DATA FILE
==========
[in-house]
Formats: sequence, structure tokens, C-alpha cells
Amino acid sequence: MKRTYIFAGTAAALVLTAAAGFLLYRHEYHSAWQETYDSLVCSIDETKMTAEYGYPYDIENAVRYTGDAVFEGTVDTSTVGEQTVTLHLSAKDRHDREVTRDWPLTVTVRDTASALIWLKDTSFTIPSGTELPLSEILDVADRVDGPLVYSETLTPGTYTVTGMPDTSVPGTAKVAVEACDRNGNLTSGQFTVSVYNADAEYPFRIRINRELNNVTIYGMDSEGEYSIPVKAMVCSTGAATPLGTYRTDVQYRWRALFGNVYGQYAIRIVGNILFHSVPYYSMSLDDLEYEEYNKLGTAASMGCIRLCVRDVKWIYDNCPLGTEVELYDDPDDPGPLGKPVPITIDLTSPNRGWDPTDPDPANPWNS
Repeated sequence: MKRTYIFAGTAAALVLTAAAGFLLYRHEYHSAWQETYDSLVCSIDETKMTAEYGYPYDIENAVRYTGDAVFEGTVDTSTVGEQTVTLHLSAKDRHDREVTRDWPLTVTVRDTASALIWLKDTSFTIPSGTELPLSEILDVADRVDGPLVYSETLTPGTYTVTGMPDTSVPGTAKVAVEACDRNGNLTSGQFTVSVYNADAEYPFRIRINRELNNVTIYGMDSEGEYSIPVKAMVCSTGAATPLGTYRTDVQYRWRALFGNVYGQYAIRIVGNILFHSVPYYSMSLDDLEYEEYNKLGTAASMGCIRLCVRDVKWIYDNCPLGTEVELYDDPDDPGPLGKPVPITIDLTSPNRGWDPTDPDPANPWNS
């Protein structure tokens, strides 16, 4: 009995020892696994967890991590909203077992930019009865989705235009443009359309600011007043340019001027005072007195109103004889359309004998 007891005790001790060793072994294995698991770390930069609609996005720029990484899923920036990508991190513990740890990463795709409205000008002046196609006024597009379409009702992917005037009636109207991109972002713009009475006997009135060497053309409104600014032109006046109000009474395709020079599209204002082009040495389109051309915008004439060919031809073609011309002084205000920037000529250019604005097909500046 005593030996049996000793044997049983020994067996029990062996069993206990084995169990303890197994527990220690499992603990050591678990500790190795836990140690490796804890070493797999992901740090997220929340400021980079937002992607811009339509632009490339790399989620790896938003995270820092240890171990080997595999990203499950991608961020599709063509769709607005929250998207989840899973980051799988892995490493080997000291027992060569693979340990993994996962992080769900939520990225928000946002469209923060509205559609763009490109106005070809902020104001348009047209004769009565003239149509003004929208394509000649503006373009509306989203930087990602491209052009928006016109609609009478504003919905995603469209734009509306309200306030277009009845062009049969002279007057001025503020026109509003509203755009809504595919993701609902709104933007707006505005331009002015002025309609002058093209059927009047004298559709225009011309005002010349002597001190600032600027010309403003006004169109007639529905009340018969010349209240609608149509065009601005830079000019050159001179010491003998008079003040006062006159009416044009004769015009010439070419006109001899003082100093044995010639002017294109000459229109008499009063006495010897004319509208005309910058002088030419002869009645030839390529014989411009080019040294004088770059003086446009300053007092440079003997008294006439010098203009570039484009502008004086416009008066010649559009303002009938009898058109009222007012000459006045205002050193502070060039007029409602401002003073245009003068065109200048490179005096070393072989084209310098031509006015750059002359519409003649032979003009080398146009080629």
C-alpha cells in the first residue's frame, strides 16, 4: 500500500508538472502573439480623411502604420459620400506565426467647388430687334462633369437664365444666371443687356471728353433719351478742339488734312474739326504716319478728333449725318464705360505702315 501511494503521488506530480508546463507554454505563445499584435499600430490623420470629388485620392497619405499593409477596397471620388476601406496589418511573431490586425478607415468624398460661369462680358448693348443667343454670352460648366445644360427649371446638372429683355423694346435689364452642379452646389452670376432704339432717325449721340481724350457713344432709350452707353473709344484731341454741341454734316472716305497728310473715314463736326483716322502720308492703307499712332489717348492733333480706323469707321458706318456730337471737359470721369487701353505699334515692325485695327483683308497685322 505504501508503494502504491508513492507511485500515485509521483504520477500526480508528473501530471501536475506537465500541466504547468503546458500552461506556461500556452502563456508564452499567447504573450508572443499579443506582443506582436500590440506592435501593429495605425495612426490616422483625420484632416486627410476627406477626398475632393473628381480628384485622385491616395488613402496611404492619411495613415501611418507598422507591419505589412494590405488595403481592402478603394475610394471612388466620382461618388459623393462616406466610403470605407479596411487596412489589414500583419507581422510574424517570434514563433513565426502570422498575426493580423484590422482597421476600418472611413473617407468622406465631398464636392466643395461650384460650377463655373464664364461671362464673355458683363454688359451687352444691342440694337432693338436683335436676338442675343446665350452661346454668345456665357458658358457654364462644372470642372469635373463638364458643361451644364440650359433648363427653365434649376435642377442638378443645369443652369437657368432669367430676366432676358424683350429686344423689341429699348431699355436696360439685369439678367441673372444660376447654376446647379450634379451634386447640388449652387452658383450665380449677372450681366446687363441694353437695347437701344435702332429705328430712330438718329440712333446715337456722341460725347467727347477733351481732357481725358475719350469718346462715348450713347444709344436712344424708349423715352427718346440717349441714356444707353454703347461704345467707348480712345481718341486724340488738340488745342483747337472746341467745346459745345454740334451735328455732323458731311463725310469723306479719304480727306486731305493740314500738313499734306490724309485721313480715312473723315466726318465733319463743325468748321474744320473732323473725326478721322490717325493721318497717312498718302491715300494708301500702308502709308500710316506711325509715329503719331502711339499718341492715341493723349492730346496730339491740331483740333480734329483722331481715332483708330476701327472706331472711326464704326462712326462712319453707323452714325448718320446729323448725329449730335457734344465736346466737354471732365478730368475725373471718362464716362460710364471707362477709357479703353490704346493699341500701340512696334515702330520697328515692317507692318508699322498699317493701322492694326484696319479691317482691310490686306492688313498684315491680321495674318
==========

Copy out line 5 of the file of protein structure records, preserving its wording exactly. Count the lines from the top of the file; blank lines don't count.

């Protein structure tokens, strides 16, 4: 009995020892696994967890991590909203077992930019009865989705235009443009359309600011007043340019001027005072007195109103004889359309004998 007891005790001790060793072994294995698991770390930069609609996005720029990484899923920036990508991190513990740890990463795709409205000008002046196609006024597009379409009702992917005037009636109207991109972002713009009475006997009135060497053309409104600014032109006046109000009474395709020079599209204002082009040495389109051309915008004439060919031809073609011309002084205000920037000529250019604005097909500046 005593030996049996000793044997049983020994067996029990062996069993206990084995169990303890197994527990220690499992603990050591678990500790190795836990140690490796804890070493797999992901740090997220929340400021980079937002992607811009339509632009490339790399989620790896938003995270820092240890171990080997595999990203499950991608961020599709063509769709607005929250998207989840899973980051799988892995490493080997000291027992060569693979340990993994996962992080769900939520990225928000946002469209923060509205559609763009490109106005070809902020104001348009047209004769009565003239149509003004929208394509000649503006373009509306989203930087990602491209052009928006016109609609009478504003919905995603469209734009509306309200306030277009009845062009049969002279007057001025503020026109509003509203755009809504595919993701609902709104933007707006505005331009002015002025309609002058093209059927009047004298559709225009011309005002010349002597001190600032600027010309403003006004169109007639529905009340018969010349209240609608149509065009601005830079000019050159001179010491003998008079003040006062006159009416044009004769015009010439070419006109001899003082100093044995010639002017294109000459229109008499009063006495010897004319509208005309910058002088030419002869009645030839390529014989411009080019040294004088770059003086446009300053007092440079003997008294006439010098203009570039484009502008004086416009008066010649559009303002009938009898058109009222007012000459006045205002050193502070060039007029409602401002003073245009003068065109200048490179005096070393072989084209310098031509006015750059002359519409003649032979003009080398146009080629």